Roadie #42 - Blog #104 14 September 2009 8:08 pm #42 and the hometown hijinks
So here we are in Manchester. I live here (well, it's where the suitcase gets unpacked, anyway). It's famous for many things, not least some of the finest bands of all time. It's also well known in the UK for often being somewhat damp. Today though, there literally is not a cloud in the sky.
The white covering they've used on the cricket pitch is also bouncing the sunlight back up into people's faces to such a degree that everyone is positively squinting as they work today - which makes a nice change from moaning about the rain...
The tour offices here are located in the structure that houses the VIP boxes when the venue is carrying out its day job as Lancashire County Cricket Ground (and not galavanting with pop groups on the weekend). This means that a quick slide of the glass doors means we can spend the afternoon on the balcony with the laptop watching the day unfold.
I've mentioned before that the touring crew now has a pretty high proportion of Americans and Canadians, which means that whilst for many of us we're finally on home turf, there are a lot of folks still a very long way away from home.
This is borne out by a conversation overheard in the dressing room corridor where someone remarks that they couldn't make head nor tail of the Manchester accent and had spent the day asking people to repeat themselves. Given that the next two shows are in Dublin and Glasgow, I don't much fancy their chances for things improving...
Chris makes mention during the show that there was a little trepidation about returning home to the UK after so long away. I remember coming back before Christmas last year and it was certainly a bit of a strange experience.
Tonight though, when In My Place kicks in and the stadium is flooded with light, the welcome is ecstatic.
For a long time now, Chris has introduced the closing sing-a-long section of Yellow to the audience as "your X-Factor audition". It's a logical extension then, to find Simon Cowell aboard and in full effect. I'll not ruin the gag for the shows still to come. Hard but fair is all I'm saying...
Tonight, there's a camera for the video screens way out in the crowd, dead centre. I decide it's a good spot to clamp up a couple of cameras myself and let them run through the show. I go out during the C-stage section to check on them.
I've always enjoyed being in amongst the crowd as the band step off the stage after Lost. Some people think it's the end of the show and bail for the car park to miss the traffic (and the last EIGHT songs!), mostly though the response at this point is just confusion.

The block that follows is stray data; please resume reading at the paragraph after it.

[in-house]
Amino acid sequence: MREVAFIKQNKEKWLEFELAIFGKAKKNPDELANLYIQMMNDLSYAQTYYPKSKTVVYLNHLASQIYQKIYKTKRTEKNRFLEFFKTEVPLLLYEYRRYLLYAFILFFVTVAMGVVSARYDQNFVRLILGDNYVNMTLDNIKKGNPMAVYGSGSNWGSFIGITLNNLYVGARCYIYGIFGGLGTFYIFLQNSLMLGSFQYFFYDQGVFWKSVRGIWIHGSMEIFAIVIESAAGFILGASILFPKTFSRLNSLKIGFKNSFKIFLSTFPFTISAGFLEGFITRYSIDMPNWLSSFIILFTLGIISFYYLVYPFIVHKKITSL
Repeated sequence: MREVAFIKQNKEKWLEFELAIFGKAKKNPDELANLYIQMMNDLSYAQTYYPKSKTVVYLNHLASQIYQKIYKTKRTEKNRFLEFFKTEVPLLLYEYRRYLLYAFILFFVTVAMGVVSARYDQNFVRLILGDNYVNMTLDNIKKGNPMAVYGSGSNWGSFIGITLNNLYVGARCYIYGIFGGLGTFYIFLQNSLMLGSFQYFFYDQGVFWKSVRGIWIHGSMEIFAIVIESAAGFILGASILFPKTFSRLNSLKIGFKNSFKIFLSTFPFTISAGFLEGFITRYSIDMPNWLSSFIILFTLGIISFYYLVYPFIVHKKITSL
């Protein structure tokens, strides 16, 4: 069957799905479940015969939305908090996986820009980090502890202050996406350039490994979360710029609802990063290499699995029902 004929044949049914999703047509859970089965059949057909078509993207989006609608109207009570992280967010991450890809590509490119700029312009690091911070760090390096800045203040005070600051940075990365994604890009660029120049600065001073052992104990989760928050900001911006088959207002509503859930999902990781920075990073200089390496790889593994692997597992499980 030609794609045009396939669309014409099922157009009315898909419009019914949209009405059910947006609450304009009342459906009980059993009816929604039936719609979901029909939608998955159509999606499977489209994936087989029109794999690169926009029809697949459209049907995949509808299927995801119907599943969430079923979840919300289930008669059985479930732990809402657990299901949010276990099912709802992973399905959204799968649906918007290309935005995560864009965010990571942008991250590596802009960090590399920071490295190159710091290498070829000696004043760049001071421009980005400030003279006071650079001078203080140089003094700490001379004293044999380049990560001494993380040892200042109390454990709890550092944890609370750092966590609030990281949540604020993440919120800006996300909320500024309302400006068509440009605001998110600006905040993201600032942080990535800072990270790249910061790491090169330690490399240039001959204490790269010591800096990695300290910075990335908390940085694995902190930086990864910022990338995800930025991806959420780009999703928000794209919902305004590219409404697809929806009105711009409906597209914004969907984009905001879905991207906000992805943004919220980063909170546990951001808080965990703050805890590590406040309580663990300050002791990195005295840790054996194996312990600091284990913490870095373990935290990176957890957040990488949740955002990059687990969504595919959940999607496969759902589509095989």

People aren't sure what's going on and then gradually, they pick out the spotlight that's following the fellas through the crowd and out to the tiny platform right in the midst of the cheap seats. Tonight, I hear my all-time favourite quote from someone next to me who clearly hasn't quite sussed that the band are behind them. They look at the video screens in front of them, as the band get their acoustics on and get started at the other end of the stadium.
"Where did the stage go?" they ask. Genius.
I make it to my cameras on the tiny little platform in the middle of the crowd just as everyone realises where the band actually are. I look over my shoulder and see the crowd sweep across the floor towards the C-stage. For a moment I'm utterly convinced that I'm not going to make it back to the main stage in time for the encores.
I'm too far from the C-stage to run back with the band and there's a crush of about three or four thousand folks trying to get a better view if I go the other way. Still, at least I'm on home turf, so I do have the advantage that they can all understand my bumbling-Englishman-apologising routine. A thousand "excuse me, terribly sorry"s later and I'm back onstage ready for the band to do the encores.
I glance over my shoulder and see that I've beaten them to it. The Viva remix is almost running out and they drag themselves onstage with just enough time to pull on a clean shirt and drag a towel over their faces before getting back up there.